Brat Pack ringleader Molly Ringwald was so famous one can only compare her legendary pop status to someone like Bruce Willis, back then. If only she stayed famous as the "Die Hard" star did! But, ultimately, Ringwald decided to leave Hollywood on purpose.
The '80s film diva suffered a humiliating incident while auditioning for a role. She told her agent how she was forced to wear a dog collar. He didn’t care, so she fired him. She took off for Paris and never turned back. Until recently. Ringwald appeared in "Riverdale" and starred in a 2018 thriller with Keanu Reeves.
The last time Tom Cruise was voted “Sexiest Man Alive” was in 1990. He may have soared to the top after his "Risky Business" stardom, brought on by his popularity in 80s flicks like "The Outsiders," "Taps and All the Right Moves," but his fame is simmering on the back burner these days.
Case in point, "The Mummy." A super big hit but kind of a “meh” movie. "Mission Impossible," one might observe, did not become a massive franchise for nothing, but then again, it tapped out in 2018. Even still, Cruise is still churning out those movies left, right, and center every year - it seems. He even made a sequel to "Top Gun!"
Long before he embarked on the iconic role of Captain Jack Sparrow, Johnny Depp had already established himself as a formidable talent in the entertainment industry. After gaining recognition in the '80s with his role in the hit TV series "21 Jump Street," which catapulted him to teen idol status, Depp continued to mesmerize audiences with his unforgettable performance in "Edward Scissorhands." With his enigmatic aura and unique style, he effortlessly embodied the epitome of cool.
However, the present days have been marred by a distressing spectacle as the public witnesses the tumultuous legal battle and media frenzy surrounding the tumultuous relationship between Depp and his ex-wife, Amber Heard.
Starring with Johnny Depp in "Edward Scissorhands," Winona Ryder was one of the cool kids too back in the day. Did you know she was engaged to Depp for three years? She was also edgy and cool in "Reality Bites," "Beetlejuice," and Bram Stoker’s "Dracula."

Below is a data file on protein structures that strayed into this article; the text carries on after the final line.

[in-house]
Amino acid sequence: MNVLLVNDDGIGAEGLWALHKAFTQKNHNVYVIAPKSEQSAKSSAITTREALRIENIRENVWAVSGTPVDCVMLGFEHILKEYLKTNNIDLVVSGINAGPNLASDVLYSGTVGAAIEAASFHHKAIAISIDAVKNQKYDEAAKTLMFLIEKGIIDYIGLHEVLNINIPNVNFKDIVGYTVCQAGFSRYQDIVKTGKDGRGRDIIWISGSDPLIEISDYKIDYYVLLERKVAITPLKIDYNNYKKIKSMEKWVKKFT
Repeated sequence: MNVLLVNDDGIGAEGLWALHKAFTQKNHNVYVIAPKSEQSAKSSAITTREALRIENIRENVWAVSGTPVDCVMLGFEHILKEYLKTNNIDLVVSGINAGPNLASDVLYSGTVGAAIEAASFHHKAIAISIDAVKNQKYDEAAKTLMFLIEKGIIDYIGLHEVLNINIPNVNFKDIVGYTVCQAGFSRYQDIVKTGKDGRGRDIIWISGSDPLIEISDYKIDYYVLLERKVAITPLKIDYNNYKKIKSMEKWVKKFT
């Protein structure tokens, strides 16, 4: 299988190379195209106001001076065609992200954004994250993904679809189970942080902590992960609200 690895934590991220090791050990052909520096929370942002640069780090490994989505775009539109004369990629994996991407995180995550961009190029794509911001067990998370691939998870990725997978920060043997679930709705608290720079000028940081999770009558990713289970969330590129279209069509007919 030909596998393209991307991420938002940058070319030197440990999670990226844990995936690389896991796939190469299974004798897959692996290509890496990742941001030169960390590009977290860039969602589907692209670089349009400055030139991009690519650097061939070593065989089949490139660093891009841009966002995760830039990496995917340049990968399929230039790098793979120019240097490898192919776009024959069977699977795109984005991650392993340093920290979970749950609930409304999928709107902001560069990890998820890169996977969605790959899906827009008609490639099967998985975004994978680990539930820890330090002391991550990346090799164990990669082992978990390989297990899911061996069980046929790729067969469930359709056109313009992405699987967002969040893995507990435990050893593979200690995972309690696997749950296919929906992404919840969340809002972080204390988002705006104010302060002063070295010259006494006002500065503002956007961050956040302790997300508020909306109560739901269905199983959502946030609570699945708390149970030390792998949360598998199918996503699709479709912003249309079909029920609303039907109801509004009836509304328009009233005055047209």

Before Tim Burton got his hands on the actress, Ryder made her film debut in "Lucas." The movie that also starred Charlie Sheen and Corey Haim was named by Roger Ebert as a top ten 1986 movie. In the 2020s, however, not much is going on. But things are inestimably better than 2001, an abysmal year for her.
It’s hard to imagine how popular "Ghostbusters" was in the 80s. There was major hype about the film all around the world and Ghostbusters merch was on sale just about everywhere. Sigourney Weaver starred in that movie, but you probably know her as the queen of the "Alien" franchise.
Weaver’s past fame is hard to estimate because she was a cultural icon. One can point at her two Oscar nominations or her seven Golden Globe noms, but it’s not that easy to explain her influence. Now, of course, she will star in the "Ghostbusters Afterlife" remake, now that her reprises of Ellen Ripley are about done.
Eddie Murphy was so funny in the 80s, there is literally no comedian to compare him with today. His weekly SNL skits were the stuff that made the “Live from New York” show great. He did movies like "48 Hours" and "Trading Places," which were instant comedy classics.